Did you know that more Americans use the Internet than read a newspaper every day? That’s bad news for publishers, but great news for business owners and managers looking for ways to reach customers. If you’re like most business operators when you think of the Internet, you visualize a website for your company—and plenty of them have been built at considerable cost and effort. But there are other ways to use the ever-evolving online medium that can be just as (if not more) effective—and costs a whole lot less.
One way to market in cyberspace is with a blog, a type of web presence that has many interesting possibilities. A blog can be nothing more than a simple collection of written entries about anything (or nothing) that’s posted on the web for the curious to read. There should also be a place for you to advertise and write about your company’s history and the things you do. You can also link to your shop’s conventional website. You might even be able to sell advertising on your blog to other local businesses as well as to your vendors. Blogs are cheap (often free!) and very, very easy to create. I got started at www.blogger.com (a service owned by Google) and just followed the easy online instructions.
Another approach is to sign up for Facebook or Twitter or one of the other rapidly proliferating social networks. While there are some major differences between blogging and marketing through social networks, many of the same principles apply. The main feature of both is a sort of message board where you make diary-like entries about topics of interest. The entries don’t have to be long or even particularly literate just as long as they’re about subjects you think your customers care about. The biggest added feature of a social network page is your ability to reach customers (and potential customers) who have signed up to “friend” you. With luck, they’ll keep their connection to you and see your messages every time they visit their own social site page.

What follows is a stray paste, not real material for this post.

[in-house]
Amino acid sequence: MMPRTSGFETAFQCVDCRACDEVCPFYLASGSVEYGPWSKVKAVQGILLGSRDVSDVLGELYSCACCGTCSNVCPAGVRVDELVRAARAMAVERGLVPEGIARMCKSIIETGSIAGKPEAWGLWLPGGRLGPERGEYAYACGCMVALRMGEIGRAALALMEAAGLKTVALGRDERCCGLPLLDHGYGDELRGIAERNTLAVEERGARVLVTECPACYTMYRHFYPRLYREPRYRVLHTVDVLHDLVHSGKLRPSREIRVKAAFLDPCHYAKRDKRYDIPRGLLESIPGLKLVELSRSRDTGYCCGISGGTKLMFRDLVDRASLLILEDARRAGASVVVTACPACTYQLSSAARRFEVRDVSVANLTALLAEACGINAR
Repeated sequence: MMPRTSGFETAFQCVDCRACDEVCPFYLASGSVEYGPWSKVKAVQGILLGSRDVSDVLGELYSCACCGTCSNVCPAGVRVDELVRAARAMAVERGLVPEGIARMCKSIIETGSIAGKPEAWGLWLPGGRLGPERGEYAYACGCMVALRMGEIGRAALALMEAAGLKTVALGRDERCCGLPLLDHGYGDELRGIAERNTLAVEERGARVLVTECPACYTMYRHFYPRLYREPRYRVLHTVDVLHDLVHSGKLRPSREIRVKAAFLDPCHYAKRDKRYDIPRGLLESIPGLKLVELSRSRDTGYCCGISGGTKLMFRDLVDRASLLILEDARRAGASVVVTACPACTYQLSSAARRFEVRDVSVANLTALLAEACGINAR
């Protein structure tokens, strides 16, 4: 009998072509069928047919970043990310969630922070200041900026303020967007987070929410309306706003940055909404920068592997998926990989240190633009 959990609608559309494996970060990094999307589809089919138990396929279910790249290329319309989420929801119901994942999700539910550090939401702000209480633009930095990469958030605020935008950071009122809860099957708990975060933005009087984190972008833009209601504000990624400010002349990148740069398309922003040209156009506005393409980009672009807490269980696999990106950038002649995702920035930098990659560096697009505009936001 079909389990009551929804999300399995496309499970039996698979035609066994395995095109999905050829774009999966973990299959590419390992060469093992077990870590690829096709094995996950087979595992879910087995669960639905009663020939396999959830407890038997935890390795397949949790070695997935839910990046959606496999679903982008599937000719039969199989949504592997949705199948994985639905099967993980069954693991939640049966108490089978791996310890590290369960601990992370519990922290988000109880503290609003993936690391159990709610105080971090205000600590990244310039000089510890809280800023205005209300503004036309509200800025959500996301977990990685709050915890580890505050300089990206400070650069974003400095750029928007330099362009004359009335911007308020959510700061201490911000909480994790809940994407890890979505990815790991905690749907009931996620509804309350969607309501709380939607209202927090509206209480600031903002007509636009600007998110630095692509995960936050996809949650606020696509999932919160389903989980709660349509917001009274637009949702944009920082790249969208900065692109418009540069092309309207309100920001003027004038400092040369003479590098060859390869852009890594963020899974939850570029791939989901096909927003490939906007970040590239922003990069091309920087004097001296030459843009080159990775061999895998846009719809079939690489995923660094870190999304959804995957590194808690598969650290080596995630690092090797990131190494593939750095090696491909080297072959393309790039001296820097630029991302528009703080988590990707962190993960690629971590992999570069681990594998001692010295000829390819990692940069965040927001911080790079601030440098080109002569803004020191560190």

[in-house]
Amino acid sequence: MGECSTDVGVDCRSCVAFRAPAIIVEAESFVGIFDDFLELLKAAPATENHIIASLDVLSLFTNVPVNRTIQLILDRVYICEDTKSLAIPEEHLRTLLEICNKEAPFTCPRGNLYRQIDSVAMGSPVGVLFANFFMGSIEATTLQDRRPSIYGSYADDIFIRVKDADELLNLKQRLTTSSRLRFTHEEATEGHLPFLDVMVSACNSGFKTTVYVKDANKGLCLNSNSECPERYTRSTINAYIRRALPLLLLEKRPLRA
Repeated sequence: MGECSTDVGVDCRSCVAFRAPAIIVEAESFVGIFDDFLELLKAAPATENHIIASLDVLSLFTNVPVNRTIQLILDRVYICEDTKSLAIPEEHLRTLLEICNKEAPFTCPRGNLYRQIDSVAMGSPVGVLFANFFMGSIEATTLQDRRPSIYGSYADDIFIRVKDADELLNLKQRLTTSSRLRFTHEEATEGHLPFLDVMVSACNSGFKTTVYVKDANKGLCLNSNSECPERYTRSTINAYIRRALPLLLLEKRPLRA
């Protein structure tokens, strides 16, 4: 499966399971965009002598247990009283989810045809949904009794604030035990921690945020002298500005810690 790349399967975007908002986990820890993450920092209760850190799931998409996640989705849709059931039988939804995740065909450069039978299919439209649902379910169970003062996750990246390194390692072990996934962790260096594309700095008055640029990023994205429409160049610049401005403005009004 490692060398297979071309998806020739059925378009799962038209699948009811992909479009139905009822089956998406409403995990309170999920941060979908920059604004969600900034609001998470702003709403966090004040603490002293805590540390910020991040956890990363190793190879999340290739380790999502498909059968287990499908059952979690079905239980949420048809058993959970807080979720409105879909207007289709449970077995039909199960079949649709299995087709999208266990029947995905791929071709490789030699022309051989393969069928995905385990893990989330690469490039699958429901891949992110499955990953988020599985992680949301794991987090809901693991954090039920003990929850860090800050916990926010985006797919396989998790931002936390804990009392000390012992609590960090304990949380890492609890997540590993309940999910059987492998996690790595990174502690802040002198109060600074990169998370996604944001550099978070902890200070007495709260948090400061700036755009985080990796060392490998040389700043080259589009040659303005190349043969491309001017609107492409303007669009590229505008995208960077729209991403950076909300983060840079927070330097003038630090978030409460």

But how do you use a blog to market your business? By making it the centerpiece of an online community of your customers and potential customers. What makes either one a “community” is your customers’ ability to post their own messages along with yours, either in response to the ones you’ve posted or about subjects that they’d like to discuss. In fact, it’s this interactive feature that sets a blog apart from a traditional website (although you can have similar features there, too). A blog or social network site also gives you opportunities to help the physical community as well, which most business owners consider good for business. A substantial side benefit is that your business enjoys some of the same “halo effect” that an event sponsor gets—at considerably less expense.
If putting your business into cyberspace has seemed like more trouble than it’s worth, maybe now is the time to reconsider your decision. A Facebook page or blog is cheap, easy, and can be a very effective marketing tool.
Dave Donelson distills the experiences of hundreds of entrepreneurs into practical advice for small business owners and managers in the Dynamic Manager's Guides, a series of how-to books about marketing and advertising, sales techniques, hiring, firing, and motivating personnel, financial management, and business strategy.